Andalusia native Horry inducted into state sports hall of fame
Published 12:22 am Tuesday, May 25, 2010
BIRMINGHAM – Andalusia native Robert Horry was inducted in the Alabama Sports Hall of Fame her Saturday night, with his former high school and college coaches and a host of family and friends with Andalusia ties there to support him.
Horry collected seven championship rings over the course of 16 NBA seasons in which he played for the Houston Rockets, the L.A. Lakers and the San Antonio Spurs. He is one of only three players to win consecutive NBA championships with two different teams and is one of two players to win NBA championships with three different teams.
At the University of Alabama, playing for coach Wimp Sanderson, Horry was part of three SEC Tournament championship teams, set the school record for career blocks with 282 and earned All-SEC honors.
As an Andalusia High School student under the tutelage of coach Richard Robertson, Horry was the Alabama prep player of the year.
“Growing up this was an honor I could never imagine,” Horry said in accepting the Hall of Fame award.
“I’d like to think the Andalusia clan for coming up and the Horry group,” he said. “Coach Richard Robertson and Coach Wimp Sanderson made me the player I was. They had a handful in me.”
He also thanked his wife and children for keeping him grounded and then he thanked his parents, Lelia Horry and Robert Horry, Sr.
“With him being a military guy and her being a teacher, they gave me the strength to endure and instilled in me the importance of a good education and being a good person,” he said.
Coach Sanderson chuckled when asked if Horry had indeed been a handful.
“Well,” he laughed, “first Richard (Robertson) had him and then I had him, and there was his mother in between.”
Robertson recalled the days when Horry was a heavily-recruited high school star.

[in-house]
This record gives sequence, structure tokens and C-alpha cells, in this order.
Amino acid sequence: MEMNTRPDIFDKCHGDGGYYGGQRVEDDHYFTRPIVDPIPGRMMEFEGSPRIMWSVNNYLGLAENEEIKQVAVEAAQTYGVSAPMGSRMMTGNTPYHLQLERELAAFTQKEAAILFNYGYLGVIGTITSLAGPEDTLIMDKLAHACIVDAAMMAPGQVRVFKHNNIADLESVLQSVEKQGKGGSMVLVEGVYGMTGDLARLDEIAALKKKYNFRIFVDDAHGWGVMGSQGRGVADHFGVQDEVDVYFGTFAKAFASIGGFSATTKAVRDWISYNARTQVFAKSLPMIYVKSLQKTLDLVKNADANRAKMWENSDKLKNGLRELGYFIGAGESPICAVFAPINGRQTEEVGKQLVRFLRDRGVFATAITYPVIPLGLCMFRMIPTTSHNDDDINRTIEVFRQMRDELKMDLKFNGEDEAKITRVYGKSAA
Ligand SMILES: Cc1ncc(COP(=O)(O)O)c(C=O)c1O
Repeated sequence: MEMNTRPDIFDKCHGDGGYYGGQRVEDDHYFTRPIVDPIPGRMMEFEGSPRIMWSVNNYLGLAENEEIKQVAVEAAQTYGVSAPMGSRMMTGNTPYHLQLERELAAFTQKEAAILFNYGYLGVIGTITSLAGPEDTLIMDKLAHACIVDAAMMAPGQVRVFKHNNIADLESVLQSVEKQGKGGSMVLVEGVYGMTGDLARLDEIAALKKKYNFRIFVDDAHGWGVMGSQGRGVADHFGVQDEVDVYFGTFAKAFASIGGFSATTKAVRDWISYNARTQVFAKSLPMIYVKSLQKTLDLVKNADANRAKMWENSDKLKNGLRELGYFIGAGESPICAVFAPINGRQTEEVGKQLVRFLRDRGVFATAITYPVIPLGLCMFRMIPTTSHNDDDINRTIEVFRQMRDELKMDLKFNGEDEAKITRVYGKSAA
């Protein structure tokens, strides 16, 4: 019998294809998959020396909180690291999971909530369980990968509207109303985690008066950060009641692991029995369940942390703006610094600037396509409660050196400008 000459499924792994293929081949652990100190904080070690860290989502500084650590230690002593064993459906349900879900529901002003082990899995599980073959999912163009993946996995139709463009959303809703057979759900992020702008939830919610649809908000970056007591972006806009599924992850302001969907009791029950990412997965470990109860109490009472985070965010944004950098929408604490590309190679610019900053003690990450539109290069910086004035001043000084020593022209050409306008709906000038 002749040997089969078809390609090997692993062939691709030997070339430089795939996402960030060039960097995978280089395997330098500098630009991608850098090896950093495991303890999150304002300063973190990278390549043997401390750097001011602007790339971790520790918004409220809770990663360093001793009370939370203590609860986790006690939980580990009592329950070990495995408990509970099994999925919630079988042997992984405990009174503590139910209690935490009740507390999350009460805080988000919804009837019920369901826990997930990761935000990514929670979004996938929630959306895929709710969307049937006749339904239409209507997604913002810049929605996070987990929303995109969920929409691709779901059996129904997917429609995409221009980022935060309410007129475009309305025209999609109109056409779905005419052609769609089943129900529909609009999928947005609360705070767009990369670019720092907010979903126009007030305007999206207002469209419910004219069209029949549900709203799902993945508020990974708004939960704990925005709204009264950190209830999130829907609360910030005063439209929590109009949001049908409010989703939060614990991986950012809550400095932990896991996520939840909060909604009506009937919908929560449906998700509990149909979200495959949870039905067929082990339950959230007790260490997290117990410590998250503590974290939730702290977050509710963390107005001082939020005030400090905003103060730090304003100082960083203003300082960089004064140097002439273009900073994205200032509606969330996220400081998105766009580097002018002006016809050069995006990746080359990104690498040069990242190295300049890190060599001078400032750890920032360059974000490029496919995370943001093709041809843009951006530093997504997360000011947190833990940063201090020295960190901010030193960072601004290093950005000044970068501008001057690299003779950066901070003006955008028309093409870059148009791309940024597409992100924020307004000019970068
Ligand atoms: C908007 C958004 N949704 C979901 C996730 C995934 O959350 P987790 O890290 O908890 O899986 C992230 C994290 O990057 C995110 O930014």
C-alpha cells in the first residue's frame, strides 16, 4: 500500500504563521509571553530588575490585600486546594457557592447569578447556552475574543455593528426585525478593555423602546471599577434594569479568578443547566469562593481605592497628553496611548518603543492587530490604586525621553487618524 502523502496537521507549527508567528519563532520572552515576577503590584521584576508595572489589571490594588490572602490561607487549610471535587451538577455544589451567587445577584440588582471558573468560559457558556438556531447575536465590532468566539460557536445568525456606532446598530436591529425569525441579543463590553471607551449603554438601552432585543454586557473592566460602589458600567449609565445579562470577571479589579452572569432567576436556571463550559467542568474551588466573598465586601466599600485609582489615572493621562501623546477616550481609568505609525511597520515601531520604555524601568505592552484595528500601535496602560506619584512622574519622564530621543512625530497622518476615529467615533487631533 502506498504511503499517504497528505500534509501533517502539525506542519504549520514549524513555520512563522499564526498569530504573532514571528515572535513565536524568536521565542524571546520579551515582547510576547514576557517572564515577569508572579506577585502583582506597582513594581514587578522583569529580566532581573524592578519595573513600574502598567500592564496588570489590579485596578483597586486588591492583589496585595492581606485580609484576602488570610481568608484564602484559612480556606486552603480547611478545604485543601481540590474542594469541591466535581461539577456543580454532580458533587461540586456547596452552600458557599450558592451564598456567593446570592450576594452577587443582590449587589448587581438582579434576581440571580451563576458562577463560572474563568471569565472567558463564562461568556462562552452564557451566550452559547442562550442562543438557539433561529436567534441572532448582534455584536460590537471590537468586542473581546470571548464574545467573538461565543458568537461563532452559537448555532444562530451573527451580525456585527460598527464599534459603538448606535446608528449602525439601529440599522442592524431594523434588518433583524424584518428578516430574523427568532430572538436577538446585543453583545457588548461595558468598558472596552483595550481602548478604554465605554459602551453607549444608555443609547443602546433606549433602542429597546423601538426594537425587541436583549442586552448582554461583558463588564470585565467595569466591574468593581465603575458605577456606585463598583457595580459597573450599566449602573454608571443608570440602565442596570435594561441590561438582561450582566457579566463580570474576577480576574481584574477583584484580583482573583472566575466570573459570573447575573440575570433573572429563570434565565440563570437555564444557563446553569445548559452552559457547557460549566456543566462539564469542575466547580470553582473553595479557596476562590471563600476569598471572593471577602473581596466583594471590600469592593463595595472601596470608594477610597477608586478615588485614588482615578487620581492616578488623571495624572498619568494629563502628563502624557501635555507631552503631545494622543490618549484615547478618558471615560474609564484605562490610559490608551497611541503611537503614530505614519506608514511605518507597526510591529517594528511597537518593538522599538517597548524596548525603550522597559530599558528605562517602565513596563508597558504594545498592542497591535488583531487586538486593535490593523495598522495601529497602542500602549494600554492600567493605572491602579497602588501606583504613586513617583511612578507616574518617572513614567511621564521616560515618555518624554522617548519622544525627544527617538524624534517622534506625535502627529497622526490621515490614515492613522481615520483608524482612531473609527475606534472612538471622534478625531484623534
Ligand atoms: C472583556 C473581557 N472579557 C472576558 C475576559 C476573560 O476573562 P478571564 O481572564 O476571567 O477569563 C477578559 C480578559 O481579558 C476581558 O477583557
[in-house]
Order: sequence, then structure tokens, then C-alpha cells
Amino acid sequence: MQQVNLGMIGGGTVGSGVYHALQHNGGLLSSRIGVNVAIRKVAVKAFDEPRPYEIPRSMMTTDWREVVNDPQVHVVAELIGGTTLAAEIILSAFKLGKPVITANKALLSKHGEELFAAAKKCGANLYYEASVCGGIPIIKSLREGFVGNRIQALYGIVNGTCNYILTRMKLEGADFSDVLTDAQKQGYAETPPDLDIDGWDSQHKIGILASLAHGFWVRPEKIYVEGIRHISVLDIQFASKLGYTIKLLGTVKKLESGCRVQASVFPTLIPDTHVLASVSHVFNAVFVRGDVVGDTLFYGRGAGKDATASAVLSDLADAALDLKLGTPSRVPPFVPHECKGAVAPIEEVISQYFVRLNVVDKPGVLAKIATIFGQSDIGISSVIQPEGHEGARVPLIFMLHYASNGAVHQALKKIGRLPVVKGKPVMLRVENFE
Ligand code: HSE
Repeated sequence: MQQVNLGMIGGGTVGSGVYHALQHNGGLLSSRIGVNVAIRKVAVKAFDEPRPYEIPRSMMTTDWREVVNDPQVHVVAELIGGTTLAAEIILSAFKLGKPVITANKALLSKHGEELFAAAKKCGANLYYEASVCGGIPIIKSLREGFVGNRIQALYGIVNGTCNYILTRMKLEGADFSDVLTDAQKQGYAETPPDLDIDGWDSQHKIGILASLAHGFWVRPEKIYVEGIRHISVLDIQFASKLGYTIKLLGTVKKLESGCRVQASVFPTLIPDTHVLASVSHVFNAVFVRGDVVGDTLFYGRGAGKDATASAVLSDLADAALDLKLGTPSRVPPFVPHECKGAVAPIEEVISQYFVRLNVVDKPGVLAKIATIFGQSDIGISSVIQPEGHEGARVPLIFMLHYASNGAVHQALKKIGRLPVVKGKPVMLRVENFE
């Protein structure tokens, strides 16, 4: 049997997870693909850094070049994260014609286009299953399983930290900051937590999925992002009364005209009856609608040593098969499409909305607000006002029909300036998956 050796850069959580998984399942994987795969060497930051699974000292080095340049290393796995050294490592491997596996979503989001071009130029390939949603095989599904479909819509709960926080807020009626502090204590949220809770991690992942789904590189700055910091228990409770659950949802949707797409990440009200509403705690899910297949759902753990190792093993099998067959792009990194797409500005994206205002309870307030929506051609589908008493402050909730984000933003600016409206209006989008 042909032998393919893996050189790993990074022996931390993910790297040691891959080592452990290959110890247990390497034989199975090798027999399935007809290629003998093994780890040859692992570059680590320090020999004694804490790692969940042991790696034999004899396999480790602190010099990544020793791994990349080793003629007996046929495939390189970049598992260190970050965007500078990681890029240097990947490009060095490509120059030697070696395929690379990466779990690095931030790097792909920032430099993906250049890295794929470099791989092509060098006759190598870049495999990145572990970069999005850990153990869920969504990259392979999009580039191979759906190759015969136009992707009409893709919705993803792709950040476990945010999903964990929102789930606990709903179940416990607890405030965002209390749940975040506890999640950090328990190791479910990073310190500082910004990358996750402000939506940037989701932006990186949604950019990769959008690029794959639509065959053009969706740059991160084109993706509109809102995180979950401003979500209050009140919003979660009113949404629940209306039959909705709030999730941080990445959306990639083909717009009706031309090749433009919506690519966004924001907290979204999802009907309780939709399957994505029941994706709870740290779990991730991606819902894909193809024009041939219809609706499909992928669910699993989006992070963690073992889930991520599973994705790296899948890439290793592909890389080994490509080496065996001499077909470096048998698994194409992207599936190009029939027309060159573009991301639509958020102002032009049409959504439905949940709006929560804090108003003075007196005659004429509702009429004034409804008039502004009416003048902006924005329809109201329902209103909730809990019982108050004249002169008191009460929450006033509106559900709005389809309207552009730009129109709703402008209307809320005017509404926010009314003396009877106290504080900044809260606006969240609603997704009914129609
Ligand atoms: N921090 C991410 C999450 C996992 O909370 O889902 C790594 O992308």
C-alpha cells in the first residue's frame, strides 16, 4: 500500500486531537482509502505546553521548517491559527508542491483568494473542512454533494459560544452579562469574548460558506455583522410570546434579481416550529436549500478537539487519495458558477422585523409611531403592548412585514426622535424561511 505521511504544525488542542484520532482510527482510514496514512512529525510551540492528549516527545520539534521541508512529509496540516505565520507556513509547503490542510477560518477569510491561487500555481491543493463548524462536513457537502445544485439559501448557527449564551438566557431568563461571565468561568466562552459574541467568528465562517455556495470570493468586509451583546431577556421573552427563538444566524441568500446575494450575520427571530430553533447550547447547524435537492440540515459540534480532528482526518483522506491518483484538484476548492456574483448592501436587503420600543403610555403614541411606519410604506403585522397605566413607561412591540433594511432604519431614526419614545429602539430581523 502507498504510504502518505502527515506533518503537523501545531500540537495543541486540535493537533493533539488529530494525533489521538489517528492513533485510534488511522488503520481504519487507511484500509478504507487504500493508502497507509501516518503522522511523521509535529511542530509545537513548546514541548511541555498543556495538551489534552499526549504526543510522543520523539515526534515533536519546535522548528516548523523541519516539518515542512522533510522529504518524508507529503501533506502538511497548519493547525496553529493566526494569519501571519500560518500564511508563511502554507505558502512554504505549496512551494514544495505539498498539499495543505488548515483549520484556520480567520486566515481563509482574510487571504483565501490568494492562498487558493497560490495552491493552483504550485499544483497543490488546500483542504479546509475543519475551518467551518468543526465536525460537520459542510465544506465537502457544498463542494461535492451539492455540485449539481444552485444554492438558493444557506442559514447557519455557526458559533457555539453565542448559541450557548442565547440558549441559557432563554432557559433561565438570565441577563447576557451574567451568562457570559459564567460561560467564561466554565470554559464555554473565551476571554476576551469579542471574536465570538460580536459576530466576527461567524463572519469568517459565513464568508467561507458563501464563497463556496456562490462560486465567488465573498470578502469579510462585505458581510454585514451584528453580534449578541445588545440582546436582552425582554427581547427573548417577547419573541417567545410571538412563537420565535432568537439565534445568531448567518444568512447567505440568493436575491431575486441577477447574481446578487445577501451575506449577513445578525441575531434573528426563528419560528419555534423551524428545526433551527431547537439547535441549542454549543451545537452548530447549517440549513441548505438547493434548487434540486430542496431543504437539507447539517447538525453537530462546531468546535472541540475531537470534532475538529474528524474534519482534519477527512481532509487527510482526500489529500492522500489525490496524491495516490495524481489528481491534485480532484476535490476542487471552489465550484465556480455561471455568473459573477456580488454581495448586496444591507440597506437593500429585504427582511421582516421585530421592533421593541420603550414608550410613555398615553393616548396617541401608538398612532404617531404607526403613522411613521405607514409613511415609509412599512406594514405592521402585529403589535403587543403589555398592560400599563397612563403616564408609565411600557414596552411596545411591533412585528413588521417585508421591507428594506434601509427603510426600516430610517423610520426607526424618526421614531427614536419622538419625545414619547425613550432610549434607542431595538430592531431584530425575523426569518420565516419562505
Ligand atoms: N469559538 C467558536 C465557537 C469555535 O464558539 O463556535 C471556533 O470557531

“Everybody was after him,” he said. “We had to unlist their phone so they (recruiters) had to go through me to get to him. If he needed to go somewhere, I took him so the folks would leave him alone.”
All of Robertson’s family was on hand to watch Horry be inducted in the Hall of Fame.
“He grew up playing in my back yard,” Robertson said. “But he could be one of those kids and I was still tough on him at practice. And his mother backed me up. You don’t always have that.”
Asked what having a former player inducted in the Hall of Fame meant to him personally, Robertson said he hopes his current players learn something from it.
“I want them to see this is what the program means,” he said.
Other members of the Class of 2010 included:
• Reita Clanton, who played basketball, volleyball and softball at Auburn during the pre-NCAA years of women’s sports and went to play for and late coach the U.S. Olympic handball team.
• Howard Cross, a former all-SEC player for the Crimson Tide who enjoyed a 13-year career in the NFL that included two Super Bowl appearances for the New York Giants. His former ‘Bama coach, Ray Perkins, also was on hand for the induction.
• Bobby Johns, a former member of Alabama’s 1965 championship team, the 1966 undefeated team, and a co-captain of the 1967 team, who went on to be an assistant coach at South Carolina, Eastern Kentucky, Tennessee-Chattanooga, Florida State and Valdosta State before serving as head football coach at the University of Alabama from 1997-2000.
Quipped Johns, “Coach Bryant was the all-time greatest coach, even though he did think Kenny Stabler was a better quarterback than I was.”
• Ronald McKinnon, an Elba native who played on the 1989 Class 3A championship team, was a standout at the University of North Alabama and spent nine seasons with the Arizona Cardinals before playing one season with the New Orleans Saints.
• Ed Salem, who played football for the University of Alabama, the Washington Redskins and the Montreal Alouettes.
• George “Mule” Suttles, a Bibb County native who played baseball in the Negro leagues. He was the 13th native Alabamian inducted into the National Baseball Hall of Fame at Cooperstown, N.Y. Among the power hitter’s claims to fame was once hitting three home runs in one inning.
• Ben Tamburello, a former Auburn offensive lineman in the 1980s where he was a All-American and All-SEC. He later played five years for the Philadelphia Eagles.
• Mickey Newsome, inducted as “distinguished Alabama sportsman,” who in a 45-year career with Hibbett Sporting Goods, who worked his way up from part-time employee to CEO.
• Rick Woodward, inducted as a distinguished American sportsman for his baseball passion that led him to build Birmingham’s Rickwood Field in 1910 and own the Birmingham Barons.